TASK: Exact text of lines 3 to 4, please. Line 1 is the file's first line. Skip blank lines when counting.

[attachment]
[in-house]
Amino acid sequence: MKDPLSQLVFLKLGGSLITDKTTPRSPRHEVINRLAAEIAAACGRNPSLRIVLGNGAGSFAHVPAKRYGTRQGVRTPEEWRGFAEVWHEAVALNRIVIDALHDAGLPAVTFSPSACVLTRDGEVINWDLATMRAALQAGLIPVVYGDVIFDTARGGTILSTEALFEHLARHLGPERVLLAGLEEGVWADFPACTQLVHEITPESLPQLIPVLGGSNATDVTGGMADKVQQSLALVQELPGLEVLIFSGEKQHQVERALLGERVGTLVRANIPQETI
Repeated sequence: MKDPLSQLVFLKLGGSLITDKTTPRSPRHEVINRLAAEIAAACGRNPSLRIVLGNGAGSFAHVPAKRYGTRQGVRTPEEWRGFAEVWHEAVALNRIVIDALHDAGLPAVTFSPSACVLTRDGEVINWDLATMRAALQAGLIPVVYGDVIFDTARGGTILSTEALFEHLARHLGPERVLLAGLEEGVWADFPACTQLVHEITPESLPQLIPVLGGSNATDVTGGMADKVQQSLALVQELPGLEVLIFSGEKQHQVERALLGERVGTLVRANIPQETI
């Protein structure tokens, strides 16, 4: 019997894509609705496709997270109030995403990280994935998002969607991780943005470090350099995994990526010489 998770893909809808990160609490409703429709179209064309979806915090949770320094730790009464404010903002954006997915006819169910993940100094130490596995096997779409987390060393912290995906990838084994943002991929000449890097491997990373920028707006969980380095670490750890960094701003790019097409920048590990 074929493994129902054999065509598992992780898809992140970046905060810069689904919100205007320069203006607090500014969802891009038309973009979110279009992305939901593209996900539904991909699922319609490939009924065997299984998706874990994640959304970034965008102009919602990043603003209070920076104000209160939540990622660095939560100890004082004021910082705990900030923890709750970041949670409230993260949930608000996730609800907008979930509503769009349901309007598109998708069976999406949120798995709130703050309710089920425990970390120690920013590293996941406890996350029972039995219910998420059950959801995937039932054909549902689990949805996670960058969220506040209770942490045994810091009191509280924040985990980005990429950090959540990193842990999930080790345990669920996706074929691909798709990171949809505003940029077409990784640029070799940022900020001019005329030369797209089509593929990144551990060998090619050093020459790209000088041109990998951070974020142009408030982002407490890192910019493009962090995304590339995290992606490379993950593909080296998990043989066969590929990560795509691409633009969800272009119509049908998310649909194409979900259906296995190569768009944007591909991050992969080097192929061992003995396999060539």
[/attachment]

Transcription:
Repeated sequence: MKDPLSQLVFLKLGGSLITDKTTPRSPRHEVINRLAAEIAAACGRNPSLRIVLGNGAGSFAHVPAKRYGTRQGVRTPEEWRGFAEVWHEAVALNRIVIDALHDAGLPAVTFSPSACVLTRDGEVINWDLATMRAALQAGLIPVVYGDVIFDTARGGTILSTEALFEHLARHLGPERVLLAGLEEGVWADFPACTQLVHEITPESLPQLIPVLGGSNATDVTGGMADKVQQSLALVQELPGLEVLIFSGEKQHQVERALLGERVGTLVRANIPQETI
């Protein structure tokens, strides 16, 4: 019997894509609705496709997270109030995403990280994935998002969607991780943005470090350099995994990526010489 998770893909809808990160609490409703429709179209064309979806915090949770320094730790009464404010903002954006997915006819169910993940100094130490596995096997779409987390060393912290995906990838084994943002991929000449890097491997990373920028707006969980380095670490750890960094701003790019097409920048590990 074929493994129902054999065509598992992780898809992140970046905060810069689904919100205007320069203006607090500014969802891009038309973009979110279009992305939901593209996900539904991909699922319609490939009924065997299984998706874990994640959304970034965008102009919602990043603003209070920076104000209160939540990622660095939560100890004082004021910082705990900030923890709750970041949670409230993260949930608000996730609800907008979930509503769009349901309007598109998708069976999406949120798995709130703050309710089920425990970390120690920013590293996941406890996350029972039995219910998420059950959801995937039932054909549902689990949805996670960058969220506040209770942490045994810091009191509280924040985990980005990429950090959540990193842990999930080790345990669920996706074929691909798709990171949809505003940029077409990784640029070799940022900020001019005329030369797209089509593929990144551990060998090619050093020459790209000088041109990998951070974020142009408030982002407490890192910019493009962090995304590339995290992606490379993950593909080296998990043989066969590929990560795509691409633009969800272009119509049908998310649909194409979900259906296995190569768009944007591909991050992969080097192929061992003995396999060539």